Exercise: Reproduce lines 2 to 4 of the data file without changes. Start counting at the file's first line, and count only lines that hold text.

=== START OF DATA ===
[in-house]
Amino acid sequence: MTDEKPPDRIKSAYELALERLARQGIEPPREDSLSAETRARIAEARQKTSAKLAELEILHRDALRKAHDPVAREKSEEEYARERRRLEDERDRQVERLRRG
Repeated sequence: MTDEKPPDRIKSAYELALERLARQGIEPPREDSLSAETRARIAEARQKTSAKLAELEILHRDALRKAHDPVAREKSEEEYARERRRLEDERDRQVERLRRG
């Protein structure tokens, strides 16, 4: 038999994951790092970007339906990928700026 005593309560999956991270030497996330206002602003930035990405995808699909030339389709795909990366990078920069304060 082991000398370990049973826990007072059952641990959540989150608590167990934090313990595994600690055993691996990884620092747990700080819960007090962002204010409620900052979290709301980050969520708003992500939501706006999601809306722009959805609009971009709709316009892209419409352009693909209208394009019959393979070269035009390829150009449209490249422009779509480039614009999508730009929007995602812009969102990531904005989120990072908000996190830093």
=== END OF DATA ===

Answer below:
Amino acid sequence: MTDEKPPDRIKSAYELALERLARQGIEPPREDSLSAETRARIAEARQKTSAKLAELEILHRDALRKAHDPVAREKSEEEYARERRRLEDERDRQVERLRRG
Repeated sequence: MTDEKPPDRIKSAYELALERLARQGIEPPREDSLSAETRARIAEARQKTSAKLAELEILHRDALRKAHDPVAREKSEEEYARERRRLEDERDRQVERLRRG
């Protein structure tokens, strides 16, 4: 038999994951790092970007339906990928700026 005593309560999956991270030497996330206002602003930035990405995808699909030339389709795909990366990078920069304060 082991000398370990049973826990007072059952641990959540989150608590167990934090313990595994600690055993691996990884620092747990700080819960007090962002204010409620900052979290709301980050969520708003992500939501706006999601809306722009959805609009971009709709316009892209419409352009693909209208394009019959393979070269035009390829150009449209490249422009779509480039614009999508730009929007995602812009969102990531904005989120990072908000996190830093």